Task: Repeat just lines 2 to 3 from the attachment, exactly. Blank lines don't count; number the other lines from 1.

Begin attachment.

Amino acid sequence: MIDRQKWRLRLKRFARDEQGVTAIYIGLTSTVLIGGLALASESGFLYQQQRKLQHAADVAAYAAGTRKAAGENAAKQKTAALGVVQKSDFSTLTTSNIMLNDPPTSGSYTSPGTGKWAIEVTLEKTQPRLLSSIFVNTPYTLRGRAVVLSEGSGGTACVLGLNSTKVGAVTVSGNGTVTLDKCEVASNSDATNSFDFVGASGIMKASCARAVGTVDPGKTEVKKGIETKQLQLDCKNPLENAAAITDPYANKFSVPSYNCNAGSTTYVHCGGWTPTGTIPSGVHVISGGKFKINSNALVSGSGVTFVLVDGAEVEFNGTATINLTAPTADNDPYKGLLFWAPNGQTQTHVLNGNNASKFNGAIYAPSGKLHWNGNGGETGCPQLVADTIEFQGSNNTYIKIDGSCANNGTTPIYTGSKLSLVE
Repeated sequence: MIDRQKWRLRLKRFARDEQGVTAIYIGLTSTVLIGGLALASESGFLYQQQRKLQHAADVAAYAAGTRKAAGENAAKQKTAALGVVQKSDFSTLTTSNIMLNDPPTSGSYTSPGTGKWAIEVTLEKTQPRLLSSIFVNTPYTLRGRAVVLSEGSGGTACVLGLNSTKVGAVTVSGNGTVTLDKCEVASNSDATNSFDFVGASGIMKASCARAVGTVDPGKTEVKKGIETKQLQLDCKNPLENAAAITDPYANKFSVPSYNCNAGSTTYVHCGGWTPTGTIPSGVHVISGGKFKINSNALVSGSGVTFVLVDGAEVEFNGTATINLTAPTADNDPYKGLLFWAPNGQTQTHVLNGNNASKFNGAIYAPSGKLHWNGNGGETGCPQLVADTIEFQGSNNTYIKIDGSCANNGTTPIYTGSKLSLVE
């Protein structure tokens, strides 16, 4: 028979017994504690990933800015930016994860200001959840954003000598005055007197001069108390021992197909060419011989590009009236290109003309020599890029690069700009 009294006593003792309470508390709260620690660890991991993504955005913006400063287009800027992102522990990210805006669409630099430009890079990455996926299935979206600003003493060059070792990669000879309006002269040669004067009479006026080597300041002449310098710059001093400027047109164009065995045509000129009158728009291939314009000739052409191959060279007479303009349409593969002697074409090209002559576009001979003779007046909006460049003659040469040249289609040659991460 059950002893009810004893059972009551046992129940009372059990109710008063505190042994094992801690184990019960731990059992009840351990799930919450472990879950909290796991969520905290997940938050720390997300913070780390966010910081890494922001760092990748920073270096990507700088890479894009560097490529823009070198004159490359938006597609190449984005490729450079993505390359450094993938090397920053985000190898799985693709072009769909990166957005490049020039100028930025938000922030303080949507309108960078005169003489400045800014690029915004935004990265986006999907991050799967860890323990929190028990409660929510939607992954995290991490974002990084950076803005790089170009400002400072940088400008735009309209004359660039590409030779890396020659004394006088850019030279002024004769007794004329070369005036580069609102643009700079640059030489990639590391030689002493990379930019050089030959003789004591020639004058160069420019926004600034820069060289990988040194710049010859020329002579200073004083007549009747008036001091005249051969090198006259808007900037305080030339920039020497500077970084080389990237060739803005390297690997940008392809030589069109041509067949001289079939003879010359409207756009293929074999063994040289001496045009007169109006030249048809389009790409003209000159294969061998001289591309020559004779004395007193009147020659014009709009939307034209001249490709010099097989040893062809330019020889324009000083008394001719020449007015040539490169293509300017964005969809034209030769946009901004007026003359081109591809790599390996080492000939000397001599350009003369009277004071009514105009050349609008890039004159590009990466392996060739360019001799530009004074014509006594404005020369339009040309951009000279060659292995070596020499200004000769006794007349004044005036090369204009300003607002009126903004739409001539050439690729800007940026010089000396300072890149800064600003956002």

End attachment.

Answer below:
Repeated sequence: MIDRQKWRLRLKRFARDEQGVTAIYIGLTSTVLIGGLALASESGFLYQQQRKLQHAADVAAYAAGTRKAAGENAAKQKTAALGVVQKSDFSTLTTSNIMLNDPPTSGSYTSPGTGKWAIEVTLEKTQPRLLSSIFVNTPYTLRGRAVVLSEGSGGTACVLGLNSTKVGAVTVSGNGTVTLDKCEVASNSDATNSFDFVGASGIMKASCARAVGTVDPGKTEVKKGIETKQLQLDCKNPLENAAAITDPYANKFSVPSYNCNAGSTTYVHCGGWTPTGTIPSGVHVISGGKFKINSNALVSGSGVTFVLVDGAEVEFNGTATINLTAPTADNDPYKGLLFWAPNGQTQTHVLNGNNASKFNGAIYAPSGKLHWNGNGGETGCPQLVADTIEFQGSNNTYIKIDGSCANNGTTPIYTGSKLSLVE
């Protein structure tokens, strides 16, 4: 028979017994504690990933800015930016994860200001959840954003000598005055007197001069108390021992197909060419011989590009009236290109003309020599890029690069700009 009294006593003792309470508390709260620690660890991991993504955005913006400063287009800027992102522990990210805006669409630099430009890079990455996926299935979206600003003493060059070792990669000879309006002269040669004067009479006026080597300041002449310098710059001093400027047109164009065995045509000129009158728009291939314009000739052409191959060279007479303009349409593969002697074409090209002559576009001979003779007046909006460049003659040469040249289609040659991460 059950002893009810004893059972009551046992129940009372059990109710008063505190042994094992801690184990019960731990059992009840351990799930919450472990879950909290796991969520905290997940938050720390997300913070780390966010910081890494922001760092990748920073270096990507700088890479894009560097490529823009070198004159490359938006597609190449984005490729450079993505390359450094993938090397920053985000190898799985693709072009769909990166957005490049020039100028930025938000922030303080949507309108960078005169003489400045800014690029915004935004990265986006999907991050799967860890323990929190028990409660929510939607992954995290991490974002990084950076803005790089170009400002400072940088400008735009309209004359660039590409030779890396020659004394006088850019030279002024004769007794004329070369005036580069609102643009700079640059030489990639590391030689002493990379930019050089030959003789004591020639004058160069420019926004600034820069060289990988040194710049010859020329002579200073004083007549009747008036001091005249051969090198006259808007900037305080030339920039020497500077970084080389990237060739803005390297690997940008392809030589069109041509067949001289079939003879010359409207756009293929074999063994040289001496045009007169109006030249048809389009790409003209000159294969061998001289591309020559004779004395007193009147020659014009709009939307034209001249490709010099097989040893062809330019020889324009000083008394001719020449007015040539490169293509300017964005969809034209030769946009901004007026003359081109591809790599390996080492000939000397001599350009003369009277004071009514105009050349609008890039004159590009990466392996060739360019001799530009004074014509006594404005020369339009040309951009000279060659292995070596020499200004000769006794007349004044005036090369204009300003607002009126903004739409001539050439690729800007940026010089000396300072890149800064600003956002």